Indian Journal of Science and Technology
Year: 2018, Volume: 11, Issue: 6, Pages: 1-6
N.M. Rajan1* and J.Shanmugam2
1 Department of Civil Engineering, K. Ramakrishnan College of Technology, Samayapuram, Trichy – 621112, Tamil Nadu, India; [email protected]
2 Institute of Remote Sensing, Department of Civil Engineering, College of Engineering, Guindy Anna University Chennai – 600025, Tamil Nadu, India; [email protected]
*Author for correspondence
Department of Civil Engineering, K. Ramakrishnan College of Technology, Samayapuram, Trichy – 621112, Tamil Nadu, India; [email protected]
Fire has been a source of disturbance for thousands of years. It has been found through research that forest fires mostly happen due to human interactions with the forests. The disturbances from humans mostly affect the forest areas that are nearer to the human habitations and roads. Statistical estimates infer that Tamil Nadu is one of the Indian states which is also frequently disturbed by forest fires. A spatial extent of about 4230.94 km2 of Tamil Nadu is vulnerable to human interventions from all the roads and settlements that can cause forest fires. This means that, no afforestation practice in future should be carried out within these areas. Instead, such practices in future could be encouraged in areas wherein there is ‘zero’ risk due to anthropogenic threats. This is essential to ensure the safer survival of any artificial plantations. If ‘Forest Fire Spread Model’ is prepared for these areas, the same will prove to be helpful in finding out the direction of fire in the event of a fire-spread from a spot. For any forest area, the factors that is responsible for the spread of a fire are, Normalized Difference Vegetation Index (NDVI), Normalized Difference Water Index (NDWI), Aspect, Slope, and Land Surface Temperature (LST). Objective: To prepare a ‘forest fire spread model’ that could be used for predicting the direction of fire movement and estimating the area of fire spread after a stipulated time. Method: In this research, firstly a ‘Fire reach susceptibility index’ map has been prepared which could then be fed to a model that has be prepared using Python customizing facility in QGIS, to estimate the ‘forest fire spread’ in a course of time. The factors that have been considered in this study were Normalized Difference Vegetation Index (NDVI), Normalized Difference Water Index (NDWI), Aspect, Slope, and Land Surface Temperature (LST). Findings: The ‘FRSI’ Map preparation phase considers all the necessary factors as suggested by the previously conducted researches. The hence prepared map has also been undergone through ‘accuracy assessment’ to ensure its reliability in its usage for the estimation of forest fire spread. This has been done by checking the correlation between the number of fire incidences and each district’s corresponding average FRSI value. This map and the number of fire incidences have a correlation coefficient of ‘0.94’, thereby making this map to achieve an accuracy of 97.43%. Thus, the average FRSI value and the number of fire incidences are relevant, which means that the prepared FRSI map is reliable. With the help of this map, ‘fire spread model’ has been prepared from which it has been estimated that, for a safer region in Tirunelveli district, the fire could spread to an extent of 38.56 km2 in 9 hours. Application: The ‘Forest Fire Spread Model’ prepared for these areas would prove to be helpful in finding out the direction of fire in the event of a fire-spread from a spot. Hence, this model could be useful to ‘Tamil Nadu Forest Department’ in predicting the most expected spot of arrival of fire in a time duration. This could ensure that plantations nearby are safeguarded from any possible adverse effects of human interventions.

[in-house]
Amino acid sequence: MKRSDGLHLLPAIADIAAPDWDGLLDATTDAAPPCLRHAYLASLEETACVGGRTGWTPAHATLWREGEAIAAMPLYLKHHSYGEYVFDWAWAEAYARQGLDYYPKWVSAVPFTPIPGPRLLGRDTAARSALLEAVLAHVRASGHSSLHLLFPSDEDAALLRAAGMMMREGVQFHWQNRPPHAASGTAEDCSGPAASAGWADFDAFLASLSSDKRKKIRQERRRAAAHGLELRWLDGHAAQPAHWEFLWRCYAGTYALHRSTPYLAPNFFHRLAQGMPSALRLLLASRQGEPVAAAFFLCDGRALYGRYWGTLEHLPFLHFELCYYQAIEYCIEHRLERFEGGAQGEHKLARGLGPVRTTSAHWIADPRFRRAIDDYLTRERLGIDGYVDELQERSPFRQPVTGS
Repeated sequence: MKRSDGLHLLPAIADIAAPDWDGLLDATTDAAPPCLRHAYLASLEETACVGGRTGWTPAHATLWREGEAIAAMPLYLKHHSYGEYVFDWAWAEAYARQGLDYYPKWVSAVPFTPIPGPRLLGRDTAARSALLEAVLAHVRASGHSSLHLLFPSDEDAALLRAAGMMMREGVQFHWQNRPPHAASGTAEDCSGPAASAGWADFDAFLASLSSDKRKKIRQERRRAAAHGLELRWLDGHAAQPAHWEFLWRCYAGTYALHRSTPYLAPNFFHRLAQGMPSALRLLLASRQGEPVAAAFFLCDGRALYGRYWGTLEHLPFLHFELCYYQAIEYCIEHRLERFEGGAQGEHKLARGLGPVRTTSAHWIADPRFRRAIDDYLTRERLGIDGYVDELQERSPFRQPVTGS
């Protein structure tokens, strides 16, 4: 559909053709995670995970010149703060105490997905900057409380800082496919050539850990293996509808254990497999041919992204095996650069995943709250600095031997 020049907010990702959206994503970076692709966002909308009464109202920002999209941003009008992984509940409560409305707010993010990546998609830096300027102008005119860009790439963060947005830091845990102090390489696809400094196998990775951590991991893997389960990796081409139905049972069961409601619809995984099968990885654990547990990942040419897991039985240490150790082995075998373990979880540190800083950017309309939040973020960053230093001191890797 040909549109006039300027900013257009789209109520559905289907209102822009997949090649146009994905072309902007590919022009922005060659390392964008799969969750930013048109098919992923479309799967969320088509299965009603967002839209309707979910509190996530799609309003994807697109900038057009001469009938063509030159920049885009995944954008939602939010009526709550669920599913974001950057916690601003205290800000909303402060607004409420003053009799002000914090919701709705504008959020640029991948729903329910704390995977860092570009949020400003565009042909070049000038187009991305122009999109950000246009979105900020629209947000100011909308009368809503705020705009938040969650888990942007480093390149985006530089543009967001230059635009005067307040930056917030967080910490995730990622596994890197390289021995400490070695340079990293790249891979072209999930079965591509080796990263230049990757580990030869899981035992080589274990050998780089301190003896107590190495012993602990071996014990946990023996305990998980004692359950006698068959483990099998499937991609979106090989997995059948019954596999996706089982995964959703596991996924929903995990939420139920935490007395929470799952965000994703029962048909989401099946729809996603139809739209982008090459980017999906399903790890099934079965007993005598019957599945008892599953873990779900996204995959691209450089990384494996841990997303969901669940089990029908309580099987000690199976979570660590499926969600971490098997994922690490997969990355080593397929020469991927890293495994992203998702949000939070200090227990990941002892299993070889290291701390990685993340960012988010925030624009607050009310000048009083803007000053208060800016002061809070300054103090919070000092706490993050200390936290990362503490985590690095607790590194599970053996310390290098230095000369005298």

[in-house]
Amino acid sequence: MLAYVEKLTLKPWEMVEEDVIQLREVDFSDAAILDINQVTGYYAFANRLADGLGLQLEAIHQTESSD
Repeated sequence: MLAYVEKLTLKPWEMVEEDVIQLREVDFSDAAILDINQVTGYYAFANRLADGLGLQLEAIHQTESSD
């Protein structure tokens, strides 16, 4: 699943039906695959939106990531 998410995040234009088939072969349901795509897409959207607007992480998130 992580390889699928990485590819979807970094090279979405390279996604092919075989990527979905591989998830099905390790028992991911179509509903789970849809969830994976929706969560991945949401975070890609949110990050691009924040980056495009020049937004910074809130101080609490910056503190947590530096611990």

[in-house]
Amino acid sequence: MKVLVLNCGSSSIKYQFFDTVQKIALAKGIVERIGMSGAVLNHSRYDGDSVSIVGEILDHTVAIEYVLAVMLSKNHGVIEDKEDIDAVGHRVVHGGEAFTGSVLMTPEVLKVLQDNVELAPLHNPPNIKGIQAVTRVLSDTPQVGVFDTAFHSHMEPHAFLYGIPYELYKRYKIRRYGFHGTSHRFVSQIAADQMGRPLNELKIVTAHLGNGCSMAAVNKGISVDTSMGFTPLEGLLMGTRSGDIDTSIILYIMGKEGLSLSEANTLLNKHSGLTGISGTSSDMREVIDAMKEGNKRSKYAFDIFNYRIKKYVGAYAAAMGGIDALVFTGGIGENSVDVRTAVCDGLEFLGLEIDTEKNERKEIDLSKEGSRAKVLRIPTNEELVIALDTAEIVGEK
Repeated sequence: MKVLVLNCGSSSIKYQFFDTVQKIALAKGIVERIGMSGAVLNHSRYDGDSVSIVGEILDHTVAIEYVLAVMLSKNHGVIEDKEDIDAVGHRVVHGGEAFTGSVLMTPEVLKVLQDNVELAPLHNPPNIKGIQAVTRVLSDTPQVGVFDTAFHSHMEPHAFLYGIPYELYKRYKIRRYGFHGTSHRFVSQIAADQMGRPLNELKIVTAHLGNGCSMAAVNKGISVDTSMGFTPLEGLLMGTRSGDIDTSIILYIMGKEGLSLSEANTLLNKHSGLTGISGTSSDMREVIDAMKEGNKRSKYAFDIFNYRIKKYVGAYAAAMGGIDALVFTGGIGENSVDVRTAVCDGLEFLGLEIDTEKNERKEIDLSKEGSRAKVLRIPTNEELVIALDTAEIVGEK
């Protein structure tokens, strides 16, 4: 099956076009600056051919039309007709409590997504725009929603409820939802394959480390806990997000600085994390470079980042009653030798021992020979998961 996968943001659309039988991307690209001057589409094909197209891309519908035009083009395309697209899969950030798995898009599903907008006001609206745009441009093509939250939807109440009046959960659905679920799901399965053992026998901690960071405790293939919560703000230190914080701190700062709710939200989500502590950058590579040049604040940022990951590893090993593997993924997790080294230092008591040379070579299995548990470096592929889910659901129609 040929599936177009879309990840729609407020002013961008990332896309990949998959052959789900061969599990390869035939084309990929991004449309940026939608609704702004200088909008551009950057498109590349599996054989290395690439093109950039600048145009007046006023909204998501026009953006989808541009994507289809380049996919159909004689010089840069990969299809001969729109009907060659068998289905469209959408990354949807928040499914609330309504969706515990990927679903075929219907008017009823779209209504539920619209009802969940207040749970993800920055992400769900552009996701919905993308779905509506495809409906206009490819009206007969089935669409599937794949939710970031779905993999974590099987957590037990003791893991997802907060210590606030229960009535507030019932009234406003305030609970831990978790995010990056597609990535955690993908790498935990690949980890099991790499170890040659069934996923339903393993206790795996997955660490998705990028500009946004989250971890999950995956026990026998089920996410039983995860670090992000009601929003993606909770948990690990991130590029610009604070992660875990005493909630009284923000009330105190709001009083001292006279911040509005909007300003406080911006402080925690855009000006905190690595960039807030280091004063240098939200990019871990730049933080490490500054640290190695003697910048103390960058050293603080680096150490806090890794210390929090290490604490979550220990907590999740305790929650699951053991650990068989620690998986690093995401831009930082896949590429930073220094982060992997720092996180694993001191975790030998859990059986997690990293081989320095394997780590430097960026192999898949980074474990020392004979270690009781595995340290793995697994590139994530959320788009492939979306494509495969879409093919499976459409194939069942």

Keywords: Forest-fire spread, FRSI, LST, NDVI, NDWI
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